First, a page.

We All Drop the Ball

I turned in my copyedits for GEEK FEMINIST REVOLUTION last night, and a good thing, too, since the book comes out in May. I now have seven days left to finish a big revision on THE STARS ARE LEGION, because we have ARCs going to Comic-Con, apparently (ha ha) and it comes out October 1st, and we are tight on timing, here.

This morning I cruised into the day job and attended our usual all-hands Monday meeting at the agency and noted to everyone that I was going to try and take Thursday and Friday off this week so I could work on my book, but that was going to require me to get a LOT of shit done this week in the lead-up and farm out a lot of work. Last night, my spouse left the house to care for a sick relative, leaving me at home to care for our two dogs, one of whom can’t get onto all four feet without shrieking in horrible pain. He weighs nearly 140 pounds, and let’s just say that the shrieking and the hauling and the care can be stressful. On top of that, I’m driving our second car, which is the one that we paid $2500 cash for and vents carbon monoxide into the car so we can only drive it with the windows open and oh yeah, watch the front tire because every few days it goes flat and so we ride around with an air pump for it.

We are paying out the nose for our dog’s surgery and meds and still haven’t been reimbursed, and we are still about two months out from royalty season. But this week we’re expecting some payments for things, so we are holding our breath about that. So though we feel cash poor right now, yes, relief is coming, but needless to say, there’s a lot on my mind.

All of this is to preface this story of how my dog ran away at noon. So here I am driving back to the house from work in this deathmobile. I get back to the house and my husky dog is jumping and happy to see me and my poor shrieking mastiff with the bum legs has literally not moved from where he was sitting when I left this morning. I heat up some food and do the dishes and I don’t want to move the mastiff for his noon walk because I don’t want to put him in any more shrieking pain and surely he can wait until I get home but hey I can take out the husky!

So I grab the leash and go to the back door and Snax the husky trots up next to me and I just… open the door.

I open the door…. with the leash still in my hand, not attached to anything. And my dog just trots out the door without a leash on and I just stare at her like, “What did I just do?” and then she gets the bottom of the stairs and takes off.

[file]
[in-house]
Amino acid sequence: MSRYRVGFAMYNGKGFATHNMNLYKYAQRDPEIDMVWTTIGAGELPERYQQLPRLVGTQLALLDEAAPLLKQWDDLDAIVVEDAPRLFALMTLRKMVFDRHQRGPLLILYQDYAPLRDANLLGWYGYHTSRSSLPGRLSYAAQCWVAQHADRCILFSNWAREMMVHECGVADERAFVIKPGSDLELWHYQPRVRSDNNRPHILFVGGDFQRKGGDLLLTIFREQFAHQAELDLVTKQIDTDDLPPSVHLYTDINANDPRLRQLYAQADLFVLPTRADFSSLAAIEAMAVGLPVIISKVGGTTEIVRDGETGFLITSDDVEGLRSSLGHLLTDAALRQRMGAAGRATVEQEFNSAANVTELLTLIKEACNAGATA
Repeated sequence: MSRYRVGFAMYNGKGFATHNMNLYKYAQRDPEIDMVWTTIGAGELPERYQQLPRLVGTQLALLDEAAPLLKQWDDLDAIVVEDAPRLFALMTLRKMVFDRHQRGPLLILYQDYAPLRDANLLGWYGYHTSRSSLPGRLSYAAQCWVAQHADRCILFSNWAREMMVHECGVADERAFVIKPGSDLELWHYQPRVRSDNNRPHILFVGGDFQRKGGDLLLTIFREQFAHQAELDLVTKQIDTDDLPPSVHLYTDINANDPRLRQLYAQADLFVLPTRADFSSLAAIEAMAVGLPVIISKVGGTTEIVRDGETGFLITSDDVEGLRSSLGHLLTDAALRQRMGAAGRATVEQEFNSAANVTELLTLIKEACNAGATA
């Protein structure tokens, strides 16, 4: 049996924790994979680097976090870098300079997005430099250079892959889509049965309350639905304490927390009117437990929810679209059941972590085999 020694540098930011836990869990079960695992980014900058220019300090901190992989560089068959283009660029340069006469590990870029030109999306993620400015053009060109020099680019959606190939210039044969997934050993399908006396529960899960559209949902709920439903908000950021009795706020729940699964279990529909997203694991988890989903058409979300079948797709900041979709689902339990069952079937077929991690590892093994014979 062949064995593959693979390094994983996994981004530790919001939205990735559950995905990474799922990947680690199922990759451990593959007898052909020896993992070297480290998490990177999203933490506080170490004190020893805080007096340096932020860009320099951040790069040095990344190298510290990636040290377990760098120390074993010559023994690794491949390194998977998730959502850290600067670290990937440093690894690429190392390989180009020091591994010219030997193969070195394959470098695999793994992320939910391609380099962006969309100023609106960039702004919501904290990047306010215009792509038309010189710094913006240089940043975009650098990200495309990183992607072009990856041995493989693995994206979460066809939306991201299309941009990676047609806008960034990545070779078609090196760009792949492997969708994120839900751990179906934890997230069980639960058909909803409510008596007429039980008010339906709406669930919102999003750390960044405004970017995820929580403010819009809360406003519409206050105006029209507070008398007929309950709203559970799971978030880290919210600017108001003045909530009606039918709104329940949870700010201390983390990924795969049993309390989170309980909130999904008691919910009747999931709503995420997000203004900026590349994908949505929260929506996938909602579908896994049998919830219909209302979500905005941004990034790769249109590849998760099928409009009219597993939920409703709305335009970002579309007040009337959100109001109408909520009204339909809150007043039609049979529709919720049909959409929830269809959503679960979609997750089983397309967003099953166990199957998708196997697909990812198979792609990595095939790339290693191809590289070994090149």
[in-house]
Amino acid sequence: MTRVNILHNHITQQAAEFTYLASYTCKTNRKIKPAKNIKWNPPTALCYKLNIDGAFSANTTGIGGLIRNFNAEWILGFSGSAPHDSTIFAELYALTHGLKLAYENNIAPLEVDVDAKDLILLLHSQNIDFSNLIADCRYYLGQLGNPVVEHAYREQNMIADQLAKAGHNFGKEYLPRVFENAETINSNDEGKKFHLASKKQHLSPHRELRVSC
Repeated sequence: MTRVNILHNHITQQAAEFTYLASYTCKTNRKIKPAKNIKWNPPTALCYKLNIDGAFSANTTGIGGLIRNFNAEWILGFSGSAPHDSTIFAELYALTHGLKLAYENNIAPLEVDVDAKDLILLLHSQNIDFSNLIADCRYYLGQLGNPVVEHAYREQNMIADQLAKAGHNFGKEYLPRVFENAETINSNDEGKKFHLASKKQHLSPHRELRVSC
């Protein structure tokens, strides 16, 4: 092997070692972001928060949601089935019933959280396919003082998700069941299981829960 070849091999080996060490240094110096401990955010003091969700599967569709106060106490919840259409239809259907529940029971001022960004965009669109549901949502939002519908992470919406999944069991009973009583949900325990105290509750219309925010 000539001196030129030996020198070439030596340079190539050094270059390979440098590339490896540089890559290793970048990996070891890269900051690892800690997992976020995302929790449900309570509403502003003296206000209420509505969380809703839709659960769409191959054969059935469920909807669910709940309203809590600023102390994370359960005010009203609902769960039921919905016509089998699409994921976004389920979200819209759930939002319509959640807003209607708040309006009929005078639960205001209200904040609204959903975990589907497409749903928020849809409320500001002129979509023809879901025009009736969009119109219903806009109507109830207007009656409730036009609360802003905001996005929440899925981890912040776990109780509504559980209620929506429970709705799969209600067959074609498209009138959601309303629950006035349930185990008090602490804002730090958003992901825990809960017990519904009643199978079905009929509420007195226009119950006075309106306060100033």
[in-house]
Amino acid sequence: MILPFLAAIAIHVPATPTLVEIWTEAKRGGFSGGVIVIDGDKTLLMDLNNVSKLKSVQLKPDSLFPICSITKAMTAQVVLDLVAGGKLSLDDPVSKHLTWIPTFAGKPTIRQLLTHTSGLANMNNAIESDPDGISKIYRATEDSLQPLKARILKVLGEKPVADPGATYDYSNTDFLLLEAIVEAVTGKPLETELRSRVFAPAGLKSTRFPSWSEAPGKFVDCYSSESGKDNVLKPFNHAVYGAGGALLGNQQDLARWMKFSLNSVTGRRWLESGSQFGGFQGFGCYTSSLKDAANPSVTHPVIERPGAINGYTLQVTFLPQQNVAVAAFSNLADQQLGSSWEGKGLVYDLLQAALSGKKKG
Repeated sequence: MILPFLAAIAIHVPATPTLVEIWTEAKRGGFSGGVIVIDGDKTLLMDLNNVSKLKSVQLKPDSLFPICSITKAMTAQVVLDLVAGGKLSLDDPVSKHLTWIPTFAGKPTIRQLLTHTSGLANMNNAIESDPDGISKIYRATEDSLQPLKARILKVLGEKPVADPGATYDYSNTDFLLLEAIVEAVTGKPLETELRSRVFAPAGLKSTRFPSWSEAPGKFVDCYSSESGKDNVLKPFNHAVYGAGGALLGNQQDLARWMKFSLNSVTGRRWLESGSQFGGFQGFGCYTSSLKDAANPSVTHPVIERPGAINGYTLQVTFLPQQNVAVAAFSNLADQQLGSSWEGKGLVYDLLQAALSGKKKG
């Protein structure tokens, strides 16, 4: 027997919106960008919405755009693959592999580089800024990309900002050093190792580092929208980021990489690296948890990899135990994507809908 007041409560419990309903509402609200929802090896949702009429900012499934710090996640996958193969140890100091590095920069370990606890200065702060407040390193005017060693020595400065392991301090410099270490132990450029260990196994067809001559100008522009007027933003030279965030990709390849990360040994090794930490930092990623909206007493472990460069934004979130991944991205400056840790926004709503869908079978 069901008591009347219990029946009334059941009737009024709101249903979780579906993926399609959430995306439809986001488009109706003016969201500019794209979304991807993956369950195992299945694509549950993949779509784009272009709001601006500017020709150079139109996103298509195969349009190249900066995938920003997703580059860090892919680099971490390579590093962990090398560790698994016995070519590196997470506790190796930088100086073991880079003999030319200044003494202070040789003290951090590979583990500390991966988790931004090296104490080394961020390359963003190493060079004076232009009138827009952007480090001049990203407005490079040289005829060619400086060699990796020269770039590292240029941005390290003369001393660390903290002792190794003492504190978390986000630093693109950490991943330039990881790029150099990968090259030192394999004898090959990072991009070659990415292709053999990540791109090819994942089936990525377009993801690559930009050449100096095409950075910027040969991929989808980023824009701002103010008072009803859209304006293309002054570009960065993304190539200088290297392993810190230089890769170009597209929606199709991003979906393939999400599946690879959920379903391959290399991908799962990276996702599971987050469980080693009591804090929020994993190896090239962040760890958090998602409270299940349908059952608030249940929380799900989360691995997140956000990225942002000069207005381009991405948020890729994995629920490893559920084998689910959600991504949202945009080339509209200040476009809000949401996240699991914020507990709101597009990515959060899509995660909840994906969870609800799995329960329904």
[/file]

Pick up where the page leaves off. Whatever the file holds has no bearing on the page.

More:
We are all of us imperfect.

I drove around after her in the deathmobile, with my spouse texting me directions on where she was based on info from our dog tracker (great toy, let me tell you). And yes, eventually I cornered her and brought her home and it was fine.

But I kept replaying that bizarre moment of dissonance, when I just… opened the door without putting my dog on a leash, my brain wholly occupied with worry over my dog, my deadlines, and who was going to put away the dishes.

We are, all of us, imperfect. We all drop the ball.

Sometimes when people look at me and my life and how I get stuff done, they compare themselves to it and feel they come up short. But let me tell you. There are days you don’t want this life. Your life is perfectly fine. You are doing what you need to do, at your pace. The pace I’m keeping is not sustainable, and it makes me pretty nutty. You do you.

We forget sometimes what gets sacrificed in order for us to achieve the things that get all the splash and bang online or at the bar or in the media. I sat up alone last night entering copyedits into a PDF while my dog whined downstairs because he was lonely and in pain, and my spouse kept watch over an ill relative. I looked at GRRM’s post about the Superbowl this morning after hauling the dog outside and drinking my coffee and thought about how making deadlines is nice, but I sure would like to be making enough with just one series so that I could miss a deadline for a year or five and have a life and maybe some hobbies and other interests. But you want to be the best at something, you have to work harder than everyone else. I know that, but I also know it’s not sustainable. Something has to go. Something has to break or breakout. Let’s hope it’s a book that breaks out, cause let me tell you, I’m tired of breaking.

Hope springs eternal.


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